CHARLESTON, W.Va. — The January 9 chemical leak on the Elk River in Charleston raised everybody’s awareness of the risk associated with chemical storage. The Kanawha County Commission soon after the spill asked the county’s emergency planners to catalog and inventory all chemical storage facilities in the county. The work is done and planners found at least 516 facilities in the county where chemicals are stored.
“The number very much surprised me,” said Kanawha County Commissioner Dave Hardy. “That number includes a lot of oil and gas wells and that skewed the number substantially, but still there are a lot of facilities in Kanawha County that store chemicals.”
Officials used the Tier 2 reports, which are required by the state at most chemical storage facilities, to identify the storage sites. However, Deputy County Emergency Manager C.W. Sigman, said those reports don’t cover every potential threat.
“We’re not going to be satisfied with those numbers. We’re going to go out and do some windshield views,” he said. “A lot of places are under that threshold limit, but still pose a threat. They don’t have enough chemicals requiring them to fill out the paperwork and pay a fee, but if you have a thousand gallons of pesticide on a farm we want to know about it.”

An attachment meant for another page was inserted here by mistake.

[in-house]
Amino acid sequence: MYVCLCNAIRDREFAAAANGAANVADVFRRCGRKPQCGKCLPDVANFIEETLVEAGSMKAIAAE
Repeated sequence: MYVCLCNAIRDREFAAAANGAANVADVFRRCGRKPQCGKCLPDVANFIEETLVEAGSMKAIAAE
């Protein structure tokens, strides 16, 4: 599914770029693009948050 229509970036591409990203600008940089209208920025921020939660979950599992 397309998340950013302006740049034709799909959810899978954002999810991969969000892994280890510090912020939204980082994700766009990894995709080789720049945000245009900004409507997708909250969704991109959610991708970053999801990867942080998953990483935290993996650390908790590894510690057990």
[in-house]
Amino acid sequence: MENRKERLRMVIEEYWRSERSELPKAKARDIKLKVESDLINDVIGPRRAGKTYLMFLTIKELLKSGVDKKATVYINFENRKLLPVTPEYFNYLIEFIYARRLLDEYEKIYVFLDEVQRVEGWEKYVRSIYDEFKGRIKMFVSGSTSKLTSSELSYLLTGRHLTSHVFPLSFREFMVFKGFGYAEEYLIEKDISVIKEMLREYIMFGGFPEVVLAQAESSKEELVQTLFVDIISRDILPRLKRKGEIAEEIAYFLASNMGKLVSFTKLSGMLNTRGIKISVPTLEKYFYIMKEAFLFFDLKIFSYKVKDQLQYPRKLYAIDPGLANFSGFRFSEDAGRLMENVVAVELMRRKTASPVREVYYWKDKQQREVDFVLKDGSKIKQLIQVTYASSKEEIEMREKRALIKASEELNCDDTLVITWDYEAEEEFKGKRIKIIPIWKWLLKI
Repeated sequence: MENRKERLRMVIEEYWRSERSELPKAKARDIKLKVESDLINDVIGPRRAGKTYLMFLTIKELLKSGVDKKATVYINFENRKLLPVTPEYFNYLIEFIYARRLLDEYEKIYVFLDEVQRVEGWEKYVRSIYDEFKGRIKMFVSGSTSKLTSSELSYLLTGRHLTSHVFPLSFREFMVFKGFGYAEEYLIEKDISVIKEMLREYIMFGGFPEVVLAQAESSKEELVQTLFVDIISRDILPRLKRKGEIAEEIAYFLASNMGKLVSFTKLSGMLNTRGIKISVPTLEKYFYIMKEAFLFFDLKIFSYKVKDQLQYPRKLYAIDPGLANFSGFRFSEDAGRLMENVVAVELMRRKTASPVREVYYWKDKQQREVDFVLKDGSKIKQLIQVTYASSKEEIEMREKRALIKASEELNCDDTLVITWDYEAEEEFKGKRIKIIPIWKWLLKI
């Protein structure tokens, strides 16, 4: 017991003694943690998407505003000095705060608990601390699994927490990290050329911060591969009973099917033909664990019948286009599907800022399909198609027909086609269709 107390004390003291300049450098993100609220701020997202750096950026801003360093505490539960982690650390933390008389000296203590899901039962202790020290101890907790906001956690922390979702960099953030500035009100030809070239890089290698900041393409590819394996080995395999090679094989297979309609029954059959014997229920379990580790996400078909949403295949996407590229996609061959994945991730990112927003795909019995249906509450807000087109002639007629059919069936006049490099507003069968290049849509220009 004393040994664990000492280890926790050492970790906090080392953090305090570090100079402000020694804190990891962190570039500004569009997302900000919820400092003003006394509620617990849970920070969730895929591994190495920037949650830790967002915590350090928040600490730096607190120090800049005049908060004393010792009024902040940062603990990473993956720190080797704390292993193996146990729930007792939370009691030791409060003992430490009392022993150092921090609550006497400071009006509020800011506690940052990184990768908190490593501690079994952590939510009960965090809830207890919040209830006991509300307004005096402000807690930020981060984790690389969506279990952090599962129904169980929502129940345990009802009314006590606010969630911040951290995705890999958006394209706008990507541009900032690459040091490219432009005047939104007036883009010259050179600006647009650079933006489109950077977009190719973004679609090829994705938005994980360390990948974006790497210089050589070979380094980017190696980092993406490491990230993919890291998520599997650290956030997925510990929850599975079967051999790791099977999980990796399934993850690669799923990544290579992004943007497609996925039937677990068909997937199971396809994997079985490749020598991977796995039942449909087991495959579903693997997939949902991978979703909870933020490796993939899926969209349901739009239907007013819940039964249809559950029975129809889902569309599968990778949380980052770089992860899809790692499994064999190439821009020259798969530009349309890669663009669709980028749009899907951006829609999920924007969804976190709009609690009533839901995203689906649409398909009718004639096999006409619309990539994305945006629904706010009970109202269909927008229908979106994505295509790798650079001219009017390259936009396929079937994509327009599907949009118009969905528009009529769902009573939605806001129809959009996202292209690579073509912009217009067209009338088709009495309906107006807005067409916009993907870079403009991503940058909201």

All of the locations have been identified and plotted on an electronic map at the Metro 911 Center. The program enables an emergency official to pinpoint a location, click on the site, and have instant information on what chemicals are stored there and in what amounts.
“This is going to be a very valuable tool for us to use in the future if we have another situation if we have a report of a chemical leak,” said Hardy.
“It’s easier to have that visual representation instead of wondering what’s close by,” Sigman added. “If you look at that map you can more quickly identify where the problem is.”
Sigman said they’ll also be able to identify which fire company is responsible for any emergencies at the site and to develop a protocol now for how to properly notify the public if there’s a problem at that particular site.